VACo members participated in a telephone town hall on April 23 on Virginia’s response to the COVID-19 pandemic with State Coordinator of Emergency Management Dr. Jeffrey Stern and several state experts, who provided updates on efforts to supplement the health care workforce, develop models for the spread of the virus, ensure the needs of vulnerable communities are addressed, and mitigate the effects of the crisis on local budgets. VACo appreciates the panelists’ generosity with their time and the work of Virginia Department of Emergency Management (VDEM) staff in coordinating the call.
Dr. Stern opened the call with an overview of VDEM’s relationship with local emergency managers. He reminded participants that because the state is under a federal Major Disaster Declaration, the Federal Emergency Management Agency (FEMA) will reimburse up to 75 percent of certain local expenses, a process that will be coordinated through VDEM. Dr. Stern encouraged localities to thoroughly document all expenditures which might qualify for reimbursement, and assured participants that VDEM can provide technical assistance with procurement and accounting.
Dr. Megan Healy, Governor Northam’s Chief Workforce Development Advisor, discussed the need to recruit additional volunteers to serve in the Medical Reserve Corps, which will be conducting tasks such as assistance with contact tracing and testing. She requested suggestions and ideas from counties about ways to encourage volunteerism, including possible coverage of volunteers under workers’ compensation.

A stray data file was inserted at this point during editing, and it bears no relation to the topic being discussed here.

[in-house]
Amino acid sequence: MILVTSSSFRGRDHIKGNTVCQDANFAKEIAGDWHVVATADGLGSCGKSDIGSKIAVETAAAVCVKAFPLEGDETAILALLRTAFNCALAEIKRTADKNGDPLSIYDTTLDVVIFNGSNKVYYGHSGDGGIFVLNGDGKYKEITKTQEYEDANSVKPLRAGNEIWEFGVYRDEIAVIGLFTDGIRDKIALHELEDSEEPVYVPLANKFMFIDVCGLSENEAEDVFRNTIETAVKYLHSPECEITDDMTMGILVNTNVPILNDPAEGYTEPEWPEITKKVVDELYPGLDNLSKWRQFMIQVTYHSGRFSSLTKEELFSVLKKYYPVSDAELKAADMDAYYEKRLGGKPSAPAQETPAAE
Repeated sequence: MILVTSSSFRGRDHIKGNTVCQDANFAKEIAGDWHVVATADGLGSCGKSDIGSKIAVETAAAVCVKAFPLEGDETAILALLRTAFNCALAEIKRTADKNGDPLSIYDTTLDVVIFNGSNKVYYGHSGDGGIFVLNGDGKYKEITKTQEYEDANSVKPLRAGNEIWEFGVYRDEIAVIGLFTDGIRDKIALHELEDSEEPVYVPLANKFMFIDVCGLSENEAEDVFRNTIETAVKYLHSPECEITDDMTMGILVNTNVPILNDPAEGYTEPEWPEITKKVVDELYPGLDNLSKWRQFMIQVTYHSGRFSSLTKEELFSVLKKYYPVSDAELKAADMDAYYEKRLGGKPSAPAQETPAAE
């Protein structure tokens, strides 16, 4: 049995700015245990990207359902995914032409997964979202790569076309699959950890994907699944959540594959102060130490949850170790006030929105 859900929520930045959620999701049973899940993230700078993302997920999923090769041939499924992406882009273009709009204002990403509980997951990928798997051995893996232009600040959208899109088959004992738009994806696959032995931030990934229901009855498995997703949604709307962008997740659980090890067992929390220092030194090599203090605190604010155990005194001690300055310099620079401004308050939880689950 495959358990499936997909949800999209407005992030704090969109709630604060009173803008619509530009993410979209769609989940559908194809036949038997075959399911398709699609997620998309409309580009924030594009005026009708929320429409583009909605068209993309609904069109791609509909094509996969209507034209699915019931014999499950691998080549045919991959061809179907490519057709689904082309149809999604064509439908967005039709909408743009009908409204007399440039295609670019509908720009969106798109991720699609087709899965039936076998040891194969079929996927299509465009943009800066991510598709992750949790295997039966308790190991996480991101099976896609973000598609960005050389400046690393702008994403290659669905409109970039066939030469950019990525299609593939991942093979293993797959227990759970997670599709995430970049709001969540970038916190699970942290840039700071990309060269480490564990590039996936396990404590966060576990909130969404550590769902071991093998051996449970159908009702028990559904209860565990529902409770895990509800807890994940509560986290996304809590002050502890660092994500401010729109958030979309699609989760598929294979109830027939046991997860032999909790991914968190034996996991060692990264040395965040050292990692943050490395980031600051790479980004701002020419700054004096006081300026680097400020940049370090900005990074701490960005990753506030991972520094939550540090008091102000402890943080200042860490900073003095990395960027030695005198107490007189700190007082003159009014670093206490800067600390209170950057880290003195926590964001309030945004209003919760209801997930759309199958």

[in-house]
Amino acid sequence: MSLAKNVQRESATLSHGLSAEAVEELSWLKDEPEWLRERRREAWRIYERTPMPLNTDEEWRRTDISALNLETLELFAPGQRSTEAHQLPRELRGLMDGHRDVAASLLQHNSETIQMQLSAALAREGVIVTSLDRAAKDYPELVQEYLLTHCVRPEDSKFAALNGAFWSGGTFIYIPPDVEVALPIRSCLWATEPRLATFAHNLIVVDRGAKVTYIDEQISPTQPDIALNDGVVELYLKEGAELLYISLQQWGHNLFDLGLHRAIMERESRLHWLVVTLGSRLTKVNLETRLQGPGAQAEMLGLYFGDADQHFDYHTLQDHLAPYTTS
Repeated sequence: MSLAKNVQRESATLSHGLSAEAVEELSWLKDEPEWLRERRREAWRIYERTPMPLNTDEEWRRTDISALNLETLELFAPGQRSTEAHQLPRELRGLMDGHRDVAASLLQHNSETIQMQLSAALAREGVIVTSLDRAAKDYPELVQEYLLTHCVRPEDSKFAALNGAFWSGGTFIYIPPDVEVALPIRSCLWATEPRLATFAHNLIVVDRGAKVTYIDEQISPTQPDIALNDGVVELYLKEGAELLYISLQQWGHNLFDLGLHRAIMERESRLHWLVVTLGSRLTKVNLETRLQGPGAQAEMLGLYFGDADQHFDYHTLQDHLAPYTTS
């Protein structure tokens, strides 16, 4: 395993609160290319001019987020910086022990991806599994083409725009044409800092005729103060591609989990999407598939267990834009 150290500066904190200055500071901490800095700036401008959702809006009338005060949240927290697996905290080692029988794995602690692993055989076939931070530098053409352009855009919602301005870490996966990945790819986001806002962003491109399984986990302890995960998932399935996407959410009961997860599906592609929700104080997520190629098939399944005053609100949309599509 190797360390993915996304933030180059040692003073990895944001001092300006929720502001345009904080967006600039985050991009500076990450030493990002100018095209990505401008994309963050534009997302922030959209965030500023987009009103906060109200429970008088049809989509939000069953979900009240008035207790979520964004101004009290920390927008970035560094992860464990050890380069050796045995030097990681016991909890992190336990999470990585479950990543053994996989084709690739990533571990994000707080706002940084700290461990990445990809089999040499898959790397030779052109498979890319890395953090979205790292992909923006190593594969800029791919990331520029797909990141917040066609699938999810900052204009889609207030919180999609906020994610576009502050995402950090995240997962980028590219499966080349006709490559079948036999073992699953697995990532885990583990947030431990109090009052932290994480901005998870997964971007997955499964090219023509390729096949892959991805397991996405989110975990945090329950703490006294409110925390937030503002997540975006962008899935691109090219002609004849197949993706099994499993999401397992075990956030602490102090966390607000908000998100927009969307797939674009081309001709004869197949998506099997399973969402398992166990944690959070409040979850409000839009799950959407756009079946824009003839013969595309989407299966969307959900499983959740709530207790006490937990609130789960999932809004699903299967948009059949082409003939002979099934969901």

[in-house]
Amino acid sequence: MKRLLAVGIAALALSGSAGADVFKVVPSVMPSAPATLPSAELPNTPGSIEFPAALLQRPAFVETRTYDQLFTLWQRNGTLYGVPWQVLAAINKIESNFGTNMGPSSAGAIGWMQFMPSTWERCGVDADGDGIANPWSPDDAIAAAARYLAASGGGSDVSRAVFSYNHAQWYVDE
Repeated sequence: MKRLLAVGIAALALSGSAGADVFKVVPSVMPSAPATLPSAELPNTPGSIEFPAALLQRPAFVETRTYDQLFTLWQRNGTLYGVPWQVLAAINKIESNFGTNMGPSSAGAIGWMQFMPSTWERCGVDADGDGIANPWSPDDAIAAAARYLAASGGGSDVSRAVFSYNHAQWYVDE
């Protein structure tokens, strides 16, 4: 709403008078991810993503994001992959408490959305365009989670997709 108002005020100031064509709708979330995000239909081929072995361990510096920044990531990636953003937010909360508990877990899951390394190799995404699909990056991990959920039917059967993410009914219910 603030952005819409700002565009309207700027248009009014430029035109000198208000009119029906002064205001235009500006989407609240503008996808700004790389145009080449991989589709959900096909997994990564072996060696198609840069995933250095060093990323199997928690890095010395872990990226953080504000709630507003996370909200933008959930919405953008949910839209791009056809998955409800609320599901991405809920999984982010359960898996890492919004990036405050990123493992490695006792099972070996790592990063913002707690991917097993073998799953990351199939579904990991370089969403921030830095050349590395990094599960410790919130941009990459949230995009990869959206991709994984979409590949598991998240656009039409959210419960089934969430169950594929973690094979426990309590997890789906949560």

Dr. Carter Price of the RAND Corporation briefed attendees on different models for the spread and potential peak of the virus in Virginia, stressing that the models are imperfect and that there is significant uncertainty surrounding the prevalence of the virus. Sable Nelson, Acting Director of the Office of Health Equity at the Virginia Department of Health, discussed the efforts of the Health Equity Working Group to ensure that attention is paid to vulnerable communities in emergency preparedness, response, and recovery. She encouraged accessibility in communications during the pandemic, such as the use of sign language interpreters and translation services, and the use of clear language in written materials.
Dr. Ron Carlee, Professor at Old Dominion University and former Arlington County Manager, discussed his research on the effects of the virus and associated containment measures on county budgets, pointing out that although many counties are less reliant on “vulnerable” revenue sources such as meals and admissions taxes, there may be long-term repercussions for real property tax collections in the future if brick-and-mortar retail stores and restaurants are not able to reopen. He encouraged localities to eliminate all non-essential spending until a clearer economic picture emerges, and to begin planning for reopening and recovery, to include working closely with local health departments.
VACo Contact: Katie Boyle